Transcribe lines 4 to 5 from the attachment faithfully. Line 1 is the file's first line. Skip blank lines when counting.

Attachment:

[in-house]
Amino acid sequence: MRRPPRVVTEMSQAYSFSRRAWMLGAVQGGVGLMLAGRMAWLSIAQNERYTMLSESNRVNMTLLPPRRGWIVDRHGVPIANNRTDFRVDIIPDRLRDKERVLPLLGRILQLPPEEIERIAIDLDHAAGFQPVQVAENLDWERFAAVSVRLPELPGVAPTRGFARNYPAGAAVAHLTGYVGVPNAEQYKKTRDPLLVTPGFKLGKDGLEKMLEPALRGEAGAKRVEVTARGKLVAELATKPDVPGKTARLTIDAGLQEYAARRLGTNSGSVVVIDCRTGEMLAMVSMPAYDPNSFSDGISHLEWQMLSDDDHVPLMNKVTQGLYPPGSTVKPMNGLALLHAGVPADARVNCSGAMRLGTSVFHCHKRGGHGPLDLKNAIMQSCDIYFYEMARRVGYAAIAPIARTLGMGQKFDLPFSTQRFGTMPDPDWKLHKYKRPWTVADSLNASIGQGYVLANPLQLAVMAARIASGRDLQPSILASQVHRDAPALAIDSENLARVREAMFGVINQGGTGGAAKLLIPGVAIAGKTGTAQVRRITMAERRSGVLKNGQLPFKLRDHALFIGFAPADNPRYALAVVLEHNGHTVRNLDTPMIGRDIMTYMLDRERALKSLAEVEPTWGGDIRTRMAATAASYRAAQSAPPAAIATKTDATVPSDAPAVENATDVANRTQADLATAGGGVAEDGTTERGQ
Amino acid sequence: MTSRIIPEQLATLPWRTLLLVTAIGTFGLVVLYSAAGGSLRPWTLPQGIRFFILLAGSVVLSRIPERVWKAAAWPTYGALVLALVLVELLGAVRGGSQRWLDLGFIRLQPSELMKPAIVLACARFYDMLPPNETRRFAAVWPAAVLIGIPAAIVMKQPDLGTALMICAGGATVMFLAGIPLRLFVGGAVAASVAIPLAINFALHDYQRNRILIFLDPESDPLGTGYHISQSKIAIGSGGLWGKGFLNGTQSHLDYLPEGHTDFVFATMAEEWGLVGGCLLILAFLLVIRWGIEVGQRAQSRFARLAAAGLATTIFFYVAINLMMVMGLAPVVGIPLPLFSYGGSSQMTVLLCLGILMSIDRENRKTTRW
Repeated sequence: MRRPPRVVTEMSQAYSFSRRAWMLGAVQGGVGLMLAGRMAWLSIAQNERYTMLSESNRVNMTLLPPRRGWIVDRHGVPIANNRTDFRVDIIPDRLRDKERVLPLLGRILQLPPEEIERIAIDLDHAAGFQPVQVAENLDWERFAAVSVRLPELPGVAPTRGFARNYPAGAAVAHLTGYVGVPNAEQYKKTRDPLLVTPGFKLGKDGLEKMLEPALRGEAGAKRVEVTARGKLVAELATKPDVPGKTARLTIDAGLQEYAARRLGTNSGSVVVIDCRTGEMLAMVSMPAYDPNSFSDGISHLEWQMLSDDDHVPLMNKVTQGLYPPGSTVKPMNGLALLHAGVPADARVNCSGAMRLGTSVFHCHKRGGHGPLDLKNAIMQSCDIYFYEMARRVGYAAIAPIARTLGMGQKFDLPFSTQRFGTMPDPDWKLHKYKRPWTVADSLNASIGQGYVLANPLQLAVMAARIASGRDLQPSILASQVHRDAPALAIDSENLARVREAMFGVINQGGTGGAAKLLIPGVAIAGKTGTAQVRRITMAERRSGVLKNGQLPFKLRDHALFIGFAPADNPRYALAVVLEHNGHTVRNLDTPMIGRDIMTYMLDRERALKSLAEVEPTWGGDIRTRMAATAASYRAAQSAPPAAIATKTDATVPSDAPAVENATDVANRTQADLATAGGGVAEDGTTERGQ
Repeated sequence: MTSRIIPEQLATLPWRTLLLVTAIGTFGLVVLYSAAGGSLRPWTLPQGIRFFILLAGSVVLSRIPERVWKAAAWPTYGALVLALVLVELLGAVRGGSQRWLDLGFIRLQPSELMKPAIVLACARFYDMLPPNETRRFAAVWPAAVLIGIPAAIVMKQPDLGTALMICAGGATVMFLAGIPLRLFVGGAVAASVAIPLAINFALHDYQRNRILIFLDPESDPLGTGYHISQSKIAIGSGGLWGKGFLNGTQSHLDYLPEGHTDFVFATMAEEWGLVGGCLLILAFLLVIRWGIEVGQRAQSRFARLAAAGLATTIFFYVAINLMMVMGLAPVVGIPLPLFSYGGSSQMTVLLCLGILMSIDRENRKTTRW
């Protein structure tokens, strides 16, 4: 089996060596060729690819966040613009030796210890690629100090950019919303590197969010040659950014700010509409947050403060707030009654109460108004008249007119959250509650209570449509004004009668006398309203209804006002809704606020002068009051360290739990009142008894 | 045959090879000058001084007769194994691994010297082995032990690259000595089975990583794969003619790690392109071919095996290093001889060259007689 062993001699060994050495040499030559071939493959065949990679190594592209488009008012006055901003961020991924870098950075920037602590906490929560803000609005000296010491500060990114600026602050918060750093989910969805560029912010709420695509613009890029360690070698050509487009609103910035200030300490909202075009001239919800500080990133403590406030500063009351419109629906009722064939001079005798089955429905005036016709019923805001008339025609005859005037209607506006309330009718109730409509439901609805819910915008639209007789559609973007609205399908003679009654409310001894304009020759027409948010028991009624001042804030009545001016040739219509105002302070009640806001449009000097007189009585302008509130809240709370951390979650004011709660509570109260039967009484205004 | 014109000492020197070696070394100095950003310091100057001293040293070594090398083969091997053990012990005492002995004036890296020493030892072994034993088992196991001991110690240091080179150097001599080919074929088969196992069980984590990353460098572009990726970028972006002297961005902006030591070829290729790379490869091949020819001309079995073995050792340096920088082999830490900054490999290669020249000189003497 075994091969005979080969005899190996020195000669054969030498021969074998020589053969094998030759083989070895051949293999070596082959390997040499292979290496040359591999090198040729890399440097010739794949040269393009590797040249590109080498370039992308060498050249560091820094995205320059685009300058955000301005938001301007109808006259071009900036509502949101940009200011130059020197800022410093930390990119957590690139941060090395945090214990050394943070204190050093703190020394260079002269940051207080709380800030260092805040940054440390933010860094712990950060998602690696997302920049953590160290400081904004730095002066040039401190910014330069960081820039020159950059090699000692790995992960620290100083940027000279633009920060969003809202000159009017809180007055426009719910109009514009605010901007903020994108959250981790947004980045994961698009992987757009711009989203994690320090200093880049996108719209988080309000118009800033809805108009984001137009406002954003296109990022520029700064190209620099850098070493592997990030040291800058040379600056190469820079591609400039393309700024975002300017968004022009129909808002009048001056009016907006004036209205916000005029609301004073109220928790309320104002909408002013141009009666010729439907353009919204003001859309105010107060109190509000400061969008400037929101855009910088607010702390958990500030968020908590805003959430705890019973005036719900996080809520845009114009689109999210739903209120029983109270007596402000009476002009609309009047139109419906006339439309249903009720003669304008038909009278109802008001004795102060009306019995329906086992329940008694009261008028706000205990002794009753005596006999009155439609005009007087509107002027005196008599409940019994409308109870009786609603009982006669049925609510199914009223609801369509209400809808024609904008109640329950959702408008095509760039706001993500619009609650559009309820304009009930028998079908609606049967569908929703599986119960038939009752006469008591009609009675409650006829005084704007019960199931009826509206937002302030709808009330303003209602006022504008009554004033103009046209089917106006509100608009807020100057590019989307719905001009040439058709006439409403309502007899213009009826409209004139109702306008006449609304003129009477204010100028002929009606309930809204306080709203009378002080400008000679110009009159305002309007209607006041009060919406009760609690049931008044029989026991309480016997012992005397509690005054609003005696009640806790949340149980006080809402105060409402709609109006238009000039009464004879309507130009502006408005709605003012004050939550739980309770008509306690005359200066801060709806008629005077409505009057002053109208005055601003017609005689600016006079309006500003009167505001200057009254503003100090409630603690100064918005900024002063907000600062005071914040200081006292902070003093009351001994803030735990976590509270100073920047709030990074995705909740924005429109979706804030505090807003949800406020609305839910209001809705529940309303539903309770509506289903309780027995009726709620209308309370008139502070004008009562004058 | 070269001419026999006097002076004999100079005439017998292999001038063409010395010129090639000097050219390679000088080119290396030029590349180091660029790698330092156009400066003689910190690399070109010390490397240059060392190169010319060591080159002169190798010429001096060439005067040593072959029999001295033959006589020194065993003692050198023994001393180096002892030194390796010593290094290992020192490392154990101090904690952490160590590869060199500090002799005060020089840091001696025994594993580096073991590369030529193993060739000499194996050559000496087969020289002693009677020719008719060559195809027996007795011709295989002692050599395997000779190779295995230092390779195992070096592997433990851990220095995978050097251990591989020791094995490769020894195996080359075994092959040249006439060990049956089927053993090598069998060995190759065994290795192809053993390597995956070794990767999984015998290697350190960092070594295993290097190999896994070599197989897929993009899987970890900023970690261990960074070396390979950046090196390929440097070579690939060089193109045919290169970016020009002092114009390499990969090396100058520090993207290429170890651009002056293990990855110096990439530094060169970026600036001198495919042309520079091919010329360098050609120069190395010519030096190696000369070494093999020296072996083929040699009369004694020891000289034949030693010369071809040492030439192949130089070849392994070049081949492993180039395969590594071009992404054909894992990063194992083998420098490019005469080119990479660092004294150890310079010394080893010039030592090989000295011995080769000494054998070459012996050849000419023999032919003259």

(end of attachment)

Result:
Repeated sequence: MRRPPRVVTEMSQAYSFSRRAWMLGAVQGGVGLMLAGRMAWLSIAQNERYTMLSESNRVNMTLLPPRRGWIVDRHGVPIANNRTDFRVDIIPDRLRDKERVLPLLGRILQLPPEEIERIAIDLDHAAGFQPVQVAENLDWERFAAVSVRLPELPGVAPTRGFARNYPAGAAVAHLTGYVGVPNAEQYKKTRDPLLVTPGFKLGKDGLEKMLEPALRGEAGAKRVEVTARGKLVAELATKPDVPGKTARLTIDAGLQEYAARRLGTNSGSVVVIDCRTGEMLAMVSMPAYDPNSFSDGISHLEWQMLSDDDHVPLMNKVTQGLYPPGSTVKPMNGLALLHAGVPADARVNCSGAMRLGTSVFHCHKRGGHGPLDLKNAIMQSCDIYFYEMARRVGYAAIAPIARTLGMGQKFDLPFSTQRFGTMPDPDWKLHKYKRPWTVADSLNASIGQGYVLANPLQLAVMAARIASGRDLQPSILASQVHRDAPALAIDSENLARVREAMFGVINQGGTGGAAKLLIPGVAIAGKTGTAQVRRITMAERRSGVLKNGQLPFKLRDHALFIGFAPADNPRYALAVVLEHNGHTVRNLDTPMIGRDIMTYMLDRERALKSLAEVEPTWGGDIRTRMAATAASYRAAQSAPPAAIATKTDATVPSDAPAVENATDVANRTQADLATAGGGVAEDGTTERGQ
Repeated sequence: MTSRIIPEQLATLPWRTLLLVTAIGTFGLVVLYSAAGGSLRPWTLPQGIRFFILLAGSVVLSRIPERVWKAAAWPTYGALVLALVLVELLGAVRGGSQRWLDLGFIRLQPSELMKPAIVLACARFYDMLPPNETRRFAAVWPAAVLIGIPAAIVMKQPDLGTALMICAGGATVMFLAGIPLRLFVGGAVAASVAIPLAINFALHDYQRNRILIFLDPESDPLGTGYHISQSKIAIGSGGLWGKGFLNGTQSHLDYLPEGHTDFVFATMAEEWGLVGGCLLILAFLLVIRWGIEVGQRAQSRFARLAAAGLATTIFFYVAINLMMVMGLAPVVGIPLPLFSYGGSSQMTVLLCLGILMSIDRENRKTTRW